Global transaction management is required in a distributed computing environment where all the resources are distributed across multiple systems. In such a case transaction management needs to be done both at local and global levels. A distributed or a global transaction is executed across multiple systems, and its execution requires coordination between the global transaction management system and all the local data managers of all the involved systems. 

Spring supports two types of transaction management:

Programmatic transaction management:  This means that you have manage the transaction with the help of programming. That gives you extreme flexibility, but it is difficult to maintain. See Full Example...

Declarative transaction management: This means you separate transaction management from the business code. You only use annotations or XML based configuration to manage the transactions. See Full Example...

Declarative transaction management is preferable over programmatic transaction management though it is less flexible than programmatic transaction management, which allows you to control transactions through your code. But as a kind of crosscutting concern, declarative transaction management can be modularized with the AOP approach. Spring supports declarative transaction management through the Spring AOP framework.

The key to the Spring transaction abstraction is the notion of a transaction strategy. A transaction strategy is defined by the org.springframework.transaction.PlatformTransactionManager interface, shown below:
public interface PlatformTransactionManager {

    TransactionStatus getTransaction(TransactionDefinition definition)
        throws TransactionException;

    void commit(TransactionStatus status) throws TransactionException;

    void rollback(TransactionStatus status) throws TransactionException;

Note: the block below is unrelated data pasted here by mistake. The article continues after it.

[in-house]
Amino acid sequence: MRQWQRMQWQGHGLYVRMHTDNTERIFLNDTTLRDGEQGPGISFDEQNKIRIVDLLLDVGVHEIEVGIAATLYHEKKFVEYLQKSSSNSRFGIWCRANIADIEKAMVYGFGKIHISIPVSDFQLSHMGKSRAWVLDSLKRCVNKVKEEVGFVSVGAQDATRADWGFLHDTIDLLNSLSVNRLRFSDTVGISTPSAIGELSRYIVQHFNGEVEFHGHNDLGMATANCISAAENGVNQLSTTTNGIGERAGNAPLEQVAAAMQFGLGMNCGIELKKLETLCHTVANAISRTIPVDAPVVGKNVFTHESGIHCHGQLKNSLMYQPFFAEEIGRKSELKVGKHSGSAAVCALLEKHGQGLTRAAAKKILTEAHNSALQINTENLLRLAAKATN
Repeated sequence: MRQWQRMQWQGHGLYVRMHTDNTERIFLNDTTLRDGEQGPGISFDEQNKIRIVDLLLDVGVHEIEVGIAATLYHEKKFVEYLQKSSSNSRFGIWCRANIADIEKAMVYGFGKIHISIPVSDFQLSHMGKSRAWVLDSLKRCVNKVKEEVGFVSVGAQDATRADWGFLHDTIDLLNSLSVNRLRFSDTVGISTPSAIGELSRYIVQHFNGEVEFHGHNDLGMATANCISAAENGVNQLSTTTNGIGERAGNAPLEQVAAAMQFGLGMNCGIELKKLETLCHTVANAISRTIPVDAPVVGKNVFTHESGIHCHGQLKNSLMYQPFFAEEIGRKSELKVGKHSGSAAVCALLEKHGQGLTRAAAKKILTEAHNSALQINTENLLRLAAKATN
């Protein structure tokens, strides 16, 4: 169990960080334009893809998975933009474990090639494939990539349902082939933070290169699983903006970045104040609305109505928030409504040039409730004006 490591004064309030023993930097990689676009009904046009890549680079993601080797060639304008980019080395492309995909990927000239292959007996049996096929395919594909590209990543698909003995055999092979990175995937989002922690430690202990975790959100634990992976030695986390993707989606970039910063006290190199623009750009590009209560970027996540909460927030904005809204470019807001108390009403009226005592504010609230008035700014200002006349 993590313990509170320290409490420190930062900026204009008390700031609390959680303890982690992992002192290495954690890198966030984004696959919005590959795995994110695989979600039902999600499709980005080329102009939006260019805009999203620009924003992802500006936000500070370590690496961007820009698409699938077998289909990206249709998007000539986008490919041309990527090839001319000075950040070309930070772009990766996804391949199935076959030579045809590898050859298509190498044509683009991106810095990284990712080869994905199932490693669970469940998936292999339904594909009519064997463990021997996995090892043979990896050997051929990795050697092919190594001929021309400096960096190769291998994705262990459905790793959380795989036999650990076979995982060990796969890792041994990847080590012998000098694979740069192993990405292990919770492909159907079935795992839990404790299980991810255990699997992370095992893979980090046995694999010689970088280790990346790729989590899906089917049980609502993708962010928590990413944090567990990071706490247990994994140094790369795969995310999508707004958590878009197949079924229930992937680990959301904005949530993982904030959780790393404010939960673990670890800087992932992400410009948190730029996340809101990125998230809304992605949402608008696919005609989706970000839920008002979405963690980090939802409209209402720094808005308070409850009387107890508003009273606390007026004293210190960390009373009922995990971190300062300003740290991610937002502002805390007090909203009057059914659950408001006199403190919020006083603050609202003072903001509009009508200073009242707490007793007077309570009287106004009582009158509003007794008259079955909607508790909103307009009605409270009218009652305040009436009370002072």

S.N.Method & Description
1TransactionStatus getTransaction(TransactionDefinition definition)
This method returns a currently active transaction or create a new one, according to the specified propagation behavior.
2void commit(TransactionStatus status)
This method commits the given transaction, with regard to its status.
3void rollback(TransactionStatus status)
This method performs a rollback of the given transaction.

org.springframework.transaction.TransactionDefinition interface specifies:
  • Isolation: the degree of isolation this transaction has from the work of other transactions. For example, can this transaction see uncommitted writes from other transactions?
  • Propagation: normally all code executed within a transaction scope will run in that transaction. However, there are several options specifying behavior if a transactional method is executed when a transaction context already exists: for example, simply continue running in the existing transaction (the common case); or suspending the existing transaction and creating a new transaction. Spring offers all of the transaction propagation options familiar from EJB CMT.
  • Timeout: how long this transaction may run before timing out (and automatically being rolled back by the underlying transaction infrastructure).
  • Read-only status: a read-only transaction does not modify any data. Read-only transactions can be a useful optimization in some cases (such as when using Hibernate).